John Adams on the Case: Untangling Myths of the Massacre

By Amanda A. Mathews, Adams Papers

The basic outlines of the Boston Massacre are well known. March 5, 1770, that fateful and bloody night, led to trials that have become almost as famous. That the British soldiers were successfully defended by staunch patriot John Adams has certainly increased their fame. Myth cloaks the reasons why he took on these cases, but in examining the Adams papers, a different, but far more interesting story reveals itself.

To hear Adams tell it, as he did in his Autobiography written following his bitter defeat to Thomas Jefferson in 1800, he was merely standing up for the principles of law, upholding the great ideal that all men deserved a good defense and a fair trial, even at the expense of his own interests, reputation, and bank account, all three of which suffered for this gallant action. History has generally taken him at his word and heralded his actions as the pure disinterested idealism of a heroic patriot.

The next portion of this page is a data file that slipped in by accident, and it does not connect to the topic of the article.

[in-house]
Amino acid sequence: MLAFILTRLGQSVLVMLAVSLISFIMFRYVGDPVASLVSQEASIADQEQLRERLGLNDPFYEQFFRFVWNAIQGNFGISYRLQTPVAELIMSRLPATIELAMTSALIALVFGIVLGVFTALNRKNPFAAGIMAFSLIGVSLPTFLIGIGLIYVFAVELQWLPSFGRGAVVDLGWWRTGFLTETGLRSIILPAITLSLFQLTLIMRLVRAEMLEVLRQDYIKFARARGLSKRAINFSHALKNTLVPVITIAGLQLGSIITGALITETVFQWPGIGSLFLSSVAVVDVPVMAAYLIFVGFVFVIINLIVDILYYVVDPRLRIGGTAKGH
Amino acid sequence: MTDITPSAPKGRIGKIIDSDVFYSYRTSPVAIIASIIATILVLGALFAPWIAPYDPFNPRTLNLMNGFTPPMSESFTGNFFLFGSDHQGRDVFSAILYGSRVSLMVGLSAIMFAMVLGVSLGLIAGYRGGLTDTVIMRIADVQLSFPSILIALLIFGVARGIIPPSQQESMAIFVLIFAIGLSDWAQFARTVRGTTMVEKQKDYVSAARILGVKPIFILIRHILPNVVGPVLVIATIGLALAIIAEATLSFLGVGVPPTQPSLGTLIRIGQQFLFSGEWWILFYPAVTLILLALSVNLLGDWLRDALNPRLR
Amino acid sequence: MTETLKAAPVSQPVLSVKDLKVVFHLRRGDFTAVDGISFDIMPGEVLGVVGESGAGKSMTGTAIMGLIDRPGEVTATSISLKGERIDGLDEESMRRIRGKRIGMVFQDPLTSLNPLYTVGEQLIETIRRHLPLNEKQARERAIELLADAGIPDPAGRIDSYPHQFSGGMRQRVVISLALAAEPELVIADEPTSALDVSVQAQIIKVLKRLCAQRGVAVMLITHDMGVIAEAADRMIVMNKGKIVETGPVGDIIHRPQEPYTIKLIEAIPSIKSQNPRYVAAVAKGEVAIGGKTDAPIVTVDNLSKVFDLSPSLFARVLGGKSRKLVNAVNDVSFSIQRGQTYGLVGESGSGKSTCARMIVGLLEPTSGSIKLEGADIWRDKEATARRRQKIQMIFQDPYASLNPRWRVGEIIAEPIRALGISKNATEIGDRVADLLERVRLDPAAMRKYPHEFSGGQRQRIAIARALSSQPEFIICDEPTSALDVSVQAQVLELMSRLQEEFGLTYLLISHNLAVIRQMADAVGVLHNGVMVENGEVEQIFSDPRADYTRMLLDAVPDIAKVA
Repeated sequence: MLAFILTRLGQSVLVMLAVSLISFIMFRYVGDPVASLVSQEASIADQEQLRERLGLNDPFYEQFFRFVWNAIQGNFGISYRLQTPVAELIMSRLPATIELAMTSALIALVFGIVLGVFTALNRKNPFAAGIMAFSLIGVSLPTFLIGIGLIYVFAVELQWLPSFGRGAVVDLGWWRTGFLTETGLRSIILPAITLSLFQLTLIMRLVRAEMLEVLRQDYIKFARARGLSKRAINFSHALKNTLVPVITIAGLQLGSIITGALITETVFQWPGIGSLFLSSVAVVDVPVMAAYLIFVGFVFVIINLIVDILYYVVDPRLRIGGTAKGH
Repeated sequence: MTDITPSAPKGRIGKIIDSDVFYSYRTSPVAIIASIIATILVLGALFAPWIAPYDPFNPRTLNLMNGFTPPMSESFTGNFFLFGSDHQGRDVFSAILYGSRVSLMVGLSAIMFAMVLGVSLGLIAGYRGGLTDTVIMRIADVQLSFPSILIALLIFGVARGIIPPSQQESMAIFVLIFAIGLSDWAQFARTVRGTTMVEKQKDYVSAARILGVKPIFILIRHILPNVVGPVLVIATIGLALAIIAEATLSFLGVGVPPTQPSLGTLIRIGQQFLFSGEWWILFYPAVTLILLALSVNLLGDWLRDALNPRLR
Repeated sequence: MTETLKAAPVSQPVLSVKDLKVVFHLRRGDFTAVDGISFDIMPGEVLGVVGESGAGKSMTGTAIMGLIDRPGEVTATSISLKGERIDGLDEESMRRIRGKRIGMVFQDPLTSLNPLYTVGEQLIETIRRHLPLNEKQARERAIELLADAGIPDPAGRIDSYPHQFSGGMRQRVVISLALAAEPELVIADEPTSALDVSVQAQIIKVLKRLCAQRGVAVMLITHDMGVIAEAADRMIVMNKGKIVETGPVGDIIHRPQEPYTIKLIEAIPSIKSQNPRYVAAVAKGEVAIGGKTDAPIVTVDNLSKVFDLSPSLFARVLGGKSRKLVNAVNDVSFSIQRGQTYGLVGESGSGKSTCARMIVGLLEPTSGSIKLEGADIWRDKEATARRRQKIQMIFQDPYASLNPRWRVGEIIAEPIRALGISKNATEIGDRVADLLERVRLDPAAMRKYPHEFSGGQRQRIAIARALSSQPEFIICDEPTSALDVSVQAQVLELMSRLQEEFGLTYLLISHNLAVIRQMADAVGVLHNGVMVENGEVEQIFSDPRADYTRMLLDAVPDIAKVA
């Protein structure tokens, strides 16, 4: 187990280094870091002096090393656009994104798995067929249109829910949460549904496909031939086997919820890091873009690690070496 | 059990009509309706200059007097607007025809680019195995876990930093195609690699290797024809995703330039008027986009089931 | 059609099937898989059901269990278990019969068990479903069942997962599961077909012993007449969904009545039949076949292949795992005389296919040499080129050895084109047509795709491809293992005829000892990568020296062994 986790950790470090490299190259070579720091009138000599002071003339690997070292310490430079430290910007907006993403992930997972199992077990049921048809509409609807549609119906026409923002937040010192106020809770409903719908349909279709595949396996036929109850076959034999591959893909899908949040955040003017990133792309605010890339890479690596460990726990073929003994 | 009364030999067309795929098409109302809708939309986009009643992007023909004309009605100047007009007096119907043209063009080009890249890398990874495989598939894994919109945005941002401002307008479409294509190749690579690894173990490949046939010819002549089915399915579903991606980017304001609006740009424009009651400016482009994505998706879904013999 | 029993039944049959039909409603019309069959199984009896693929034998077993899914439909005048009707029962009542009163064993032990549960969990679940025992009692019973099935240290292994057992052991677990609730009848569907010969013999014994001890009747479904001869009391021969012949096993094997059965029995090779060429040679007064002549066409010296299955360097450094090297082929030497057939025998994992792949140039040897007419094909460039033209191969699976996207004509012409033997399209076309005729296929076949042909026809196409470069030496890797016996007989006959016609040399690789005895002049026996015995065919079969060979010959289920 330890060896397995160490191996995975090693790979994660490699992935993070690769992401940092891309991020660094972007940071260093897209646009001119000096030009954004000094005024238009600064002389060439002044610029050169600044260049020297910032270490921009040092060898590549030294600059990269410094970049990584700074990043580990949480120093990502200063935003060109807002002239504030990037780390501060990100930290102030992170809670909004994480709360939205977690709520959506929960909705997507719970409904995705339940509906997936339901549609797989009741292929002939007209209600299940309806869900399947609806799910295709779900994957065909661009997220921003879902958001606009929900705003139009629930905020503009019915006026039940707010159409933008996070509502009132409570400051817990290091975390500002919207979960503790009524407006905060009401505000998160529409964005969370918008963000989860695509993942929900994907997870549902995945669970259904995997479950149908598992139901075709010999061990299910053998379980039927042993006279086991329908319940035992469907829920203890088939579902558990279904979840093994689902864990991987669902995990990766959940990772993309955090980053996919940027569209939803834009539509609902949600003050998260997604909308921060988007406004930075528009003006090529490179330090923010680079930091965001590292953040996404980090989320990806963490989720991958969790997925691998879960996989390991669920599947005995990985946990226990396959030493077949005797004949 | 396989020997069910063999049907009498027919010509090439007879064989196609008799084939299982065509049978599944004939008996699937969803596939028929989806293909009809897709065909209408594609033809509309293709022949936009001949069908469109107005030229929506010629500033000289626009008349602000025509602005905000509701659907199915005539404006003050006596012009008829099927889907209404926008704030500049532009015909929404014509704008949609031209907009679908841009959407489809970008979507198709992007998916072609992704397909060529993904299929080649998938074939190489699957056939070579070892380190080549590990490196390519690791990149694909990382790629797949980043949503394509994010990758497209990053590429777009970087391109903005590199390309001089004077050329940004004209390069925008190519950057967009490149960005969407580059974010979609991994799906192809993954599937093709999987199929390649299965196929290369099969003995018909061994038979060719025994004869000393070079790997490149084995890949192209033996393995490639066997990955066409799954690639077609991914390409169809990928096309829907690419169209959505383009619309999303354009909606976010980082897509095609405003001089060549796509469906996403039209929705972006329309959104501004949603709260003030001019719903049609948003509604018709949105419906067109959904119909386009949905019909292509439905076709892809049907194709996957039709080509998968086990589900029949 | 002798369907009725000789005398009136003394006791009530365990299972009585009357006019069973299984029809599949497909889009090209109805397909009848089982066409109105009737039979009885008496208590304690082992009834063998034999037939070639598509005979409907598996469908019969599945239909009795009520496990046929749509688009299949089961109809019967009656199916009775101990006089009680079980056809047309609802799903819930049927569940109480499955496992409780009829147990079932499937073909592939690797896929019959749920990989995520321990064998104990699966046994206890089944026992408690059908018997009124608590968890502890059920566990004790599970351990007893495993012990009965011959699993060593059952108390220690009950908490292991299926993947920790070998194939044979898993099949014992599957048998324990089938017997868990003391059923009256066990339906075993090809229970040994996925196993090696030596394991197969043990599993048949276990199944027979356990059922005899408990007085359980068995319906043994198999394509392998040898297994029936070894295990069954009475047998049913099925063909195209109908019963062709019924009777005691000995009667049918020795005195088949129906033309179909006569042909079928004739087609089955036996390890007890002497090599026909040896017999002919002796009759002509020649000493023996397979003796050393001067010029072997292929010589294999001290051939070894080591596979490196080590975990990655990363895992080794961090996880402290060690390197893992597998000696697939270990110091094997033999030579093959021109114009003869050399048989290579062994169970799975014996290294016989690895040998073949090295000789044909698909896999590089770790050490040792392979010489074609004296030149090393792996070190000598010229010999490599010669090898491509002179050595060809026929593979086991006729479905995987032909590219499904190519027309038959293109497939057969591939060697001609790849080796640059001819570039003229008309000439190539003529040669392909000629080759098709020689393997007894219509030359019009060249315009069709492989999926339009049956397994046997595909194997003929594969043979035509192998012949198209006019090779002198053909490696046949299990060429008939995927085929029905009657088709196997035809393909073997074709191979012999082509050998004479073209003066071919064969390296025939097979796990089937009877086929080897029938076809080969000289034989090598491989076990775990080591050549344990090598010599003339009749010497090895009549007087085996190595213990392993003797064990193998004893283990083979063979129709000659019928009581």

But reality was not as picturesque as this portrayal. Adams’s own recollection (he kept no diary at the time), is tainted by a long and often torturous public service that left him feeling unappreciated for his many sacrifices to his country. Moreover, while there may have been some gossip, on the whole Adams did not suffer with the patriot community of Massachusetts. In fact, within three months of taking the case (but before the actual trials) Adams was elected to the Massachusetts provincial assembly; and even immediately after the verdict, continued getting work as an attorney. He was even asked by the patriot leaders of Boston to give the annual oration on the third anniversary of the Massacre, an honor he declined.

So why did he take the case? As are human motives generally, his reasons were complex. It is important to remember that these cases were just two out of hundreds in his career and when put in that larger context, they appear less extraordinary. He mistrusted mob action as a rule and he defended patriots against the crown, and Tories against patriot wrongs. No doubt the knowledge that these cases would be well recorded encouraged him and his ego as well. Finally, the balance of power between the Crown and the colonies was still in flux. Adams was determined to appear neutral until the winds were evident. In 1768, he had been offered the position of the Crown’s advocate general in Massachusetts. He declined. On the other hand, Adams wanted it known that he was not controlled by the Boston patriot leadership. He would be an independent man at all times. It was a theme and standard he maintained throughout his life and one quite evident throughout the Massacre trials.